"Their track “Schoolmate” off of their upcoming album is conveniently titled. We say that because we can’t help but think of dancing to this song at a high school prom sometime in the 50′s. The guitar chords, the dreamy doo-wop feel, and the sultry vocals of lead singer Britt Rodemich had us feeling like grabbing our sweethearts and awkwardly dancing in circles through our high school gyms." - The Music Ninja
Wire Faces, Halloween 2011. The band was dressed up as Television, playing absolutely note-perfect tracks from the seminal Marquee Moon to an ecstatic sold-out crowd. What impressed most about the band – more than the flawless renditions of these difficult songs, more than the fact that drummer Shane Zweygardt was playing double-duty by blasting Billy Ficca’s skittering drumbeats whilst yowling a faithful Tom Verlaine yowl - was that all of this effort was for a one-off tribute show. This is a kind of work ethic and attention to detail that you just don’t see in bands much anymore.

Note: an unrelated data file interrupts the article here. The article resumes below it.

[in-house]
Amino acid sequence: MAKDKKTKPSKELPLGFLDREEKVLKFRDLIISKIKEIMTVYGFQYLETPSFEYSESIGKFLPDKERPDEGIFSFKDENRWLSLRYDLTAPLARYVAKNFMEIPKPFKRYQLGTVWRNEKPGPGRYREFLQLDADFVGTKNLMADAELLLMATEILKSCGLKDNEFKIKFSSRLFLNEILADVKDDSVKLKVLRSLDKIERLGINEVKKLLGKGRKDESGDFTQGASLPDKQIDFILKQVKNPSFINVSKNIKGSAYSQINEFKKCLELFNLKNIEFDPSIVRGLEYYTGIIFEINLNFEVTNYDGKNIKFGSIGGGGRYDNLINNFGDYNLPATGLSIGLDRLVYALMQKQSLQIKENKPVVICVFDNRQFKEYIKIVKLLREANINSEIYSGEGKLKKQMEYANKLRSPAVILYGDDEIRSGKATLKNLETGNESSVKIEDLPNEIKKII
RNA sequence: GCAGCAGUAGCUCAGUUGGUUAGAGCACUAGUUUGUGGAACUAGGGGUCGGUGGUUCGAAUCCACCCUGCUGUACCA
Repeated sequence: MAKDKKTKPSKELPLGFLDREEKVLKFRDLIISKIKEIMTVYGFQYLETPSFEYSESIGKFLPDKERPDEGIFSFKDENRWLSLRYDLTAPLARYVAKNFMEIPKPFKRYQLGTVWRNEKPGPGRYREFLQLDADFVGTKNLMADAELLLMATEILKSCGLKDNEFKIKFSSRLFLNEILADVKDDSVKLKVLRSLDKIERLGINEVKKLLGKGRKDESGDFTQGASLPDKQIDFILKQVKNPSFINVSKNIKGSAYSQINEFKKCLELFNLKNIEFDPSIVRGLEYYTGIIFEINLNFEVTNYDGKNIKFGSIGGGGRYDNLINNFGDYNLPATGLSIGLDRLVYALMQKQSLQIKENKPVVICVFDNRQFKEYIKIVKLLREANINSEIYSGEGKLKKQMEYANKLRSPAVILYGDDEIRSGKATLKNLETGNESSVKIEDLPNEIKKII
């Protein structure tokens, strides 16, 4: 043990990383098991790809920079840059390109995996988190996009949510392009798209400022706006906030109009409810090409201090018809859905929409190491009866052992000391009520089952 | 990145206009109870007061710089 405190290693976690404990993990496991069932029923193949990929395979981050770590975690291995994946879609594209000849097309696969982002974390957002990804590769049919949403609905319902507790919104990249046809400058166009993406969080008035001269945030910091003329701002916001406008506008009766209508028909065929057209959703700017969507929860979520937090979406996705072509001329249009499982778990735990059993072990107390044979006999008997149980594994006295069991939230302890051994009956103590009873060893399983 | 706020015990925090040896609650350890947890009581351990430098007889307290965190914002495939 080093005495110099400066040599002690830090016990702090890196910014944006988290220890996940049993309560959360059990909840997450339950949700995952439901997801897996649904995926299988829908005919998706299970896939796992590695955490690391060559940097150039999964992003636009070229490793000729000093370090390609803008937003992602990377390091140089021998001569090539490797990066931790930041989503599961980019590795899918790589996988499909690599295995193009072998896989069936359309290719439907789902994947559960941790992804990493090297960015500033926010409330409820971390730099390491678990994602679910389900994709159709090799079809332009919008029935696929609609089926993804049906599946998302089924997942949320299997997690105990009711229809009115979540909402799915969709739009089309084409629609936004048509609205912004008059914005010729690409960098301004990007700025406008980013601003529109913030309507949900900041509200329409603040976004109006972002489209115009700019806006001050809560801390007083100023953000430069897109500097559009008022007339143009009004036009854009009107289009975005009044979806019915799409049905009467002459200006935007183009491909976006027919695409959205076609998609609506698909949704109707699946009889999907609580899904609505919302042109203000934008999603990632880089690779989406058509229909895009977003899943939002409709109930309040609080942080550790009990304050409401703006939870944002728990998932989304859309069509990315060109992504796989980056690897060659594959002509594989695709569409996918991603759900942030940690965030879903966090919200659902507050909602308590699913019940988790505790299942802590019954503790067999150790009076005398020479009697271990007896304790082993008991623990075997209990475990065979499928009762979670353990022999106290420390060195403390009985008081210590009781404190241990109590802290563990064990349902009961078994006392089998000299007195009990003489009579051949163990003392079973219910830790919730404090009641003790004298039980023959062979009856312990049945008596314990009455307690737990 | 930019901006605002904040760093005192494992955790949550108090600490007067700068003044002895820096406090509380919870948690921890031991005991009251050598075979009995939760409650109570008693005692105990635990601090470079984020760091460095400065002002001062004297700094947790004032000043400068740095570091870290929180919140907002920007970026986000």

This is the debut album from The Fine Gentleman’s Club, recorded live at Denver’s legendary Comedy Works last Halloween. The album, featuring stand-up performances from all four Gentleman – Chris Charpentier, Bobby Crane, Nathan Lund, and Sam Tallent - will be released on 12” vinyl in August.
All orders come with an instant download of the album.
To say the least, Rocky Mountain News has been a long time coming. In 2008, Science Partner began as the solo and mostly acoustic project of Denver-based guitarist Tyler Despres. With the addition of new members (the band is now a six-piece) classic tracks like “Child Stars” and “Animal” had been transformed into strong, tongue-in-cheek pop gems. Other songs, like “Architects” and “Young Patriots” played out as lush, epic expanses of music.
Way Out West, the debut from Denver’s throw-back garage-rockers The Blue Rider sounds right at home on 7” vinyl record. The title track’s yelping vocals and prominent organ and guitar riffing shows off the record’s great retro production values and charged-up songwriting. B-side THTD (short for too hip to dance) finds the band playing with the format, adding a spaced-out spoken-word breakdown smack dab to the middle of a raucous Bo Diddley-style ditty.